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interest he took in it. Mr. Mitchell, however,
having assured his Lordship that nothing
of the sort would occur again, the noble chairman
nodded his head in token of his consent to
remain in his place.

With a light, tripping, and inaudible step,
the Fox now came forward by a sidelong
movement. With a most diffident air, his
eyes turned meekly to the ground, he
addressed his Lordship in a smooth and
subdued voice.

Far was it from his intention, he said, an
obscure and humble individual like him, to
arrogate to himself the least right to complain
of any attention bestowed on any other
creature in the Gardens. Nothat was not
his character, any more than it would have
been his place. He knew himself better.
He did not venture to present himself on the
present occasion for himself, or indeed of his
own accord, so much as in courtesy to another
who, though not being exactly an invalid,
was still under circumstances of great
difficulty as to locomotion, and had therefore
besought him, with several gluey tears in his
eyes, to undertake this office. He appeared,
therefore, as the solicitor of the Great
Tortoise, who had fully instructed him as to the
line of argument he should pursue.

Lord Bumbleby (addressing Mr. Mitchell).
If the Tortoise is not incapacitated by illness
from appearing in court, his solicitor ought
still to have brought a certificate from his
medical attendant as to any other bodily
cause that prevented his walking here.

A strange Voice. Pfoo! pfoo!

Lord Bumbleby. Who dares to say pooh,

It was discovered that the voice had
proceeded from the Seal, who had been brought
there reclining on a fishmonger's tray,
supported by two Monkeys, whose eyes were
seriously bent on the ground. They had
pinched the Seal.

Lord Bumbleby (to the Seal). You are in

Mr. Mitchell explained that it was the
distance only that prevented the Tortoise
from appearing in person, because at his rate
of travelling it would occupy him at least
twenty-four hours to come from his enclosure
to the Elephant's court-yard where they now
were. His Lordship, considering this satisfactory,
nodded to the Fox to proceed.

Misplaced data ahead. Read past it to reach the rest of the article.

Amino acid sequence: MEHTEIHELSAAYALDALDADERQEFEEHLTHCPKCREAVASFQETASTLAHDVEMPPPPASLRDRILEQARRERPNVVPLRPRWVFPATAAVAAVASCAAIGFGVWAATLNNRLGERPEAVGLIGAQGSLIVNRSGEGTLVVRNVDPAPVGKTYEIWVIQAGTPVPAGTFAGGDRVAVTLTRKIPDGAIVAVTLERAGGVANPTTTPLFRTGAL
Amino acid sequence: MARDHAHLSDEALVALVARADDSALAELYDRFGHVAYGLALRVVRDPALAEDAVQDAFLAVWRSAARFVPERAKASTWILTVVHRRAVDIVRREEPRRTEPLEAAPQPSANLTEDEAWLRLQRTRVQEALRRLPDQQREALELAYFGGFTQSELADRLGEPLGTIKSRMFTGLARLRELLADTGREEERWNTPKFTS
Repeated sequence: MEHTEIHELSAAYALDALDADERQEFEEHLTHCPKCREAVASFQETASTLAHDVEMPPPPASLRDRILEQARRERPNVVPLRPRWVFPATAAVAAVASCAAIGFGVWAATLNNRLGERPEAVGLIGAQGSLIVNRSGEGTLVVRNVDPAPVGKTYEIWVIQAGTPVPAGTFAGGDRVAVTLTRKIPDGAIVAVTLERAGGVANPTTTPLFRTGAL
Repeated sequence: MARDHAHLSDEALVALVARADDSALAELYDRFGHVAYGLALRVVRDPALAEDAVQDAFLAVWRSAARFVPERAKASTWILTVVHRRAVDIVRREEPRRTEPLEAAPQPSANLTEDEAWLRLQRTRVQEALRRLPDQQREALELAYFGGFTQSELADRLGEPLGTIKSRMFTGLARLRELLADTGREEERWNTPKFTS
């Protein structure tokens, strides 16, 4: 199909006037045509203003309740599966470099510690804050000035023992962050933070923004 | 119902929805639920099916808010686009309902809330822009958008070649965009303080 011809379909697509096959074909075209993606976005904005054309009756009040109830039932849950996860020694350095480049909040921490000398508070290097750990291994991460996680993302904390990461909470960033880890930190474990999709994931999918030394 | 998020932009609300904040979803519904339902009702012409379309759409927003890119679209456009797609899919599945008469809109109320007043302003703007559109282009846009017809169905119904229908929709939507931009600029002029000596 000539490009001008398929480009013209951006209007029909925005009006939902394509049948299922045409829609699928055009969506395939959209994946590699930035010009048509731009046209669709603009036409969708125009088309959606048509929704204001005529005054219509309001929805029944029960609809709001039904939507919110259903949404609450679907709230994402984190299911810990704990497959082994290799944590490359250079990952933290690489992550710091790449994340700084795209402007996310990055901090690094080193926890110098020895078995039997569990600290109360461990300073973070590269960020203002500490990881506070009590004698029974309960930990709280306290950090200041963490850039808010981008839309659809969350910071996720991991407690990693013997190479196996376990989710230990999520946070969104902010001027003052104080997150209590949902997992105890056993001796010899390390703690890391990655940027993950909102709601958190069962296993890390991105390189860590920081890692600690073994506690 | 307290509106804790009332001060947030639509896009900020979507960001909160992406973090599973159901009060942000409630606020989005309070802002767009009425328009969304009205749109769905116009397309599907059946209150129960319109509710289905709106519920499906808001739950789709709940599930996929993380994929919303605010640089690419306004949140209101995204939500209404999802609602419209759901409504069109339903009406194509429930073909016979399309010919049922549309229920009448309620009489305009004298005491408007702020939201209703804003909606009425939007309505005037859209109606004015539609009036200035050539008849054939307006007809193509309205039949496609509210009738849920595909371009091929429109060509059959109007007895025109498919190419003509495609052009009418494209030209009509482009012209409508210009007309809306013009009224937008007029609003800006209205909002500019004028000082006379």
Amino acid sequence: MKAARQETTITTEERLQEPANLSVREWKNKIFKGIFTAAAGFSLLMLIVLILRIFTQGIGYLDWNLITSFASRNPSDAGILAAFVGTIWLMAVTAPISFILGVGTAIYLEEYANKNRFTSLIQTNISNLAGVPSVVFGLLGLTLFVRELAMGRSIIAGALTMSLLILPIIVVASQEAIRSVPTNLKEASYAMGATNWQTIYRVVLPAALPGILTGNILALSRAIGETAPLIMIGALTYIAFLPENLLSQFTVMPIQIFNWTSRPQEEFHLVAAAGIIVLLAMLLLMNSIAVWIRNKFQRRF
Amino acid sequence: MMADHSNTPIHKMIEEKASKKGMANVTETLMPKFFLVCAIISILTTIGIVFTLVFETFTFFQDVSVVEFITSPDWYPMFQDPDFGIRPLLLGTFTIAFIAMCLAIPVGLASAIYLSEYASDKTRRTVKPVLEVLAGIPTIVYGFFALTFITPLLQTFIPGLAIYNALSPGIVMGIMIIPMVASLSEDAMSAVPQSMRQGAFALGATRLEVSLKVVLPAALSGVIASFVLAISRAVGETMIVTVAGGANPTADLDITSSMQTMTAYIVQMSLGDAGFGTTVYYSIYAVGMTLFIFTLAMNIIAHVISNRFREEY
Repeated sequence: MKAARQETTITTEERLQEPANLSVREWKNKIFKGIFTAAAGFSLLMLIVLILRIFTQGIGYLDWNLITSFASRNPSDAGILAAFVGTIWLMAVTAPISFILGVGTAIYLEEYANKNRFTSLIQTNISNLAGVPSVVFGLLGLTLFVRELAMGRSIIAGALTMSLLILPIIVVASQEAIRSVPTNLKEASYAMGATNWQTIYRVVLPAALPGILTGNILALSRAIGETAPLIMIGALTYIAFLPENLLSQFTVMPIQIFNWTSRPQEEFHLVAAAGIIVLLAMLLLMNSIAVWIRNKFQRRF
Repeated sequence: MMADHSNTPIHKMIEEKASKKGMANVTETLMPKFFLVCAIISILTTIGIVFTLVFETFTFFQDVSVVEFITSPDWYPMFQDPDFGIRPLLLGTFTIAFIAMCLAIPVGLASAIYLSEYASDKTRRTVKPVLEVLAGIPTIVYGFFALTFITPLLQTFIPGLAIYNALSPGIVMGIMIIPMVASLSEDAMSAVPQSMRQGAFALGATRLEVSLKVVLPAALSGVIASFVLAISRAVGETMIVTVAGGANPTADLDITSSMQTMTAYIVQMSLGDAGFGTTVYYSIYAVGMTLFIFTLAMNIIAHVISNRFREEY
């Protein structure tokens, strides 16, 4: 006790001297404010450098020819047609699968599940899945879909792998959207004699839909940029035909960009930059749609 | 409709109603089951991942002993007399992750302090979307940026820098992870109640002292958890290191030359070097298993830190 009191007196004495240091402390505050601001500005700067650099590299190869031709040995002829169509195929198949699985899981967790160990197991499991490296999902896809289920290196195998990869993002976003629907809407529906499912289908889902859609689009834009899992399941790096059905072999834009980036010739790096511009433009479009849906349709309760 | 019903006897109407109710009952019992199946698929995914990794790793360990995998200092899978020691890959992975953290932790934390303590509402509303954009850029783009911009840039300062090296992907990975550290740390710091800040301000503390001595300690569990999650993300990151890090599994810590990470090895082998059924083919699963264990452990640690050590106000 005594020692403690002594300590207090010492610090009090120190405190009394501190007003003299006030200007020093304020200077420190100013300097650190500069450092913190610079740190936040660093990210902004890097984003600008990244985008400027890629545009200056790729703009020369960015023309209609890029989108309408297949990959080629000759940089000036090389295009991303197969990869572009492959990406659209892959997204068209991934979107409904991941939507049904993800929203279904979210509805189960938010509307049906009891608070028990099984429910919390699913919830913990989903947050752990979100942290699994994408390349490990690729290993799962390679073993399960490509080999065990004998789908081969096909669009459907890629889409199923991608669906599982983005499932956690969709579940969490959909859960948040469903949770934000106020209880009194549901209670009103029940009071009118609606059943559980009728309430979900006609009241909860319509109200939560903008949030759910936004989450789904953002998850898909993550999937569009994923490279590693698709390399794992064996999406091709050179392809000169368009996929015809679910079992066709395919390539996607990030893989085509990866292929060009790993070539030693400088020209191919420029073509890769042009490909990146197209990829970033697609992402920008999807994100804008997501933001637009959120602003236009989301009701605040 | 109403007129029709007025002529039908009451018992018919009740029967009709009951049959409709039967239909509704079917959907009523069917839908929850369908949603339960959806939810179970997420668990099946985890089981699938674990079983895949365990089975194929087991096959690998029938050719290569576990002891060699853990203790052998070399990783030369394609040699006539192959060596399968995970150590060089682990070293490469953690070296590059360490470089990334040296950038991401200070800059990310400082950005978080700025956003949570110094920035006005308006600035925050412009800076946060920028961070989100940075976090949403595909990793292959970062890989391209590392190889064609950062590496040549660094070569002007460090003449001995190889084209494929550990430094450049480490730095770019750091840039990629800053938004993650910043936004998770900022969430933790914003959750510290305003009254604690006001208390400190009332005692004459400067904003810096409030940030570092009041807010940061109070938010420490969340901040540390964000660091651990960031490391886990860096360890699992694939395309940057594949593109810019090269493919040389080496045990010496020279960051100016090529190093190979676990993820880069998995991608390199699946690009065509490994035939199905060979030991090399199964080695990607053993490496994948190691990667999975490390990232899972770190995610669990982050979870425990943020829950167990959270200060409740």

The Fox, bowing his nose to the ground,
thanked his Lordship for his politeness. To
the question, then, of extraordinary favours
lavished upon the individual called the
Hippopotamus, he, the Fox, on the part of his
client the Tortoise, begged most respectfully
to say that the preference was as unjust as it
was notorious. Why was it unjust? Might
he be allowed to say that, in the first place, on
the grounds of that reverence due to age, his
client had far greater claims. The age of the
individual known as the Hippopotamus was
scarcely above one twelvemonth, while that
of his client amounted to no less than one
hundred and seventy-nine years. He was,
consequently, not only the Oldest Inhabitant of the
Gardens, but in all Englandprobably in all
Europe. The ages of both parties were authentically
known. His client came from Gallapagos,
on the west coast of South America,
close to the equator, bringing his documents
with him. He also lived at the Cape some
small matter of seventy or eighty years.
These things were all on record, attested by
respected authority, in fact, by the heads of
the different families with whom he boarded
in succession as the old ones died off. As for
the age of the person commonly called the
Hippopotamus, it was laughably easy to attest
that. He was a mere mushrooma brown

Lord Bumbleby. Why do you persist in
alluding to him as the individual "called"
the Hippopotamus? He is a Hippopotamus!
He is not a toadstool.

The Fox begged ten thousand pardons; he
had heard this point much contested in the
Gardens among his friends and companions,
who had arrived at the conclusion that the
beast known as the Hippopotamus, was, in
truth, a young Abyssinian pig, of the
amphibious variety; but if his learned Lordship,
whose universal mind might be designated
not only as amphibious, but as equally
mundane, aerial, and igneous, had settled the
question for ever, he, the Fox, an obscure and
humble solicitor, was sure he should not
exceed the limits of his instructions by saying,
on the part of his client, that he bowed to his
Lordship's decision, and admitted, before the
present imposing assembly, that the pig was
a horse. (Loud laughter.)

Lord Bumbleby. An Irish bull, you mean.
Don't be impertinent, Sir.

The Fox begged ten hundred thousand
pardons. There was, however, another question
on which he had a few words to offer.
A thing, whether alive or dead, was valued
in England, by no means so much for itself,
and its intrinsic merits (if any) as for its
scarcity, and the money it cost to obtain it.
Suppose nature had reversed the order of
things with himself and the Hippopotamus, so
that, while there were a countless number of
water-pigshe begged ten hundred thousand
million pardons! he meant Hippopotami
there should at the same time be only one
Fox in all England? What a Fox that would
be! His ears, how acute and pointed to a
hair! His nose, how fine and infallible!
His eyes, how bright with keen and secret
intelligence? His mouth, how formed for all
the loves and graces to hover round! His
physiognomy, how matchless in the sharpness
of its angle; with what a development of
cranium above! His brush, how flowing
and gracious! His step, how light and
elegant! His speed, how fleethis long-
winded endurance, how wonderful! His
courage, when surrounded, how astonishing!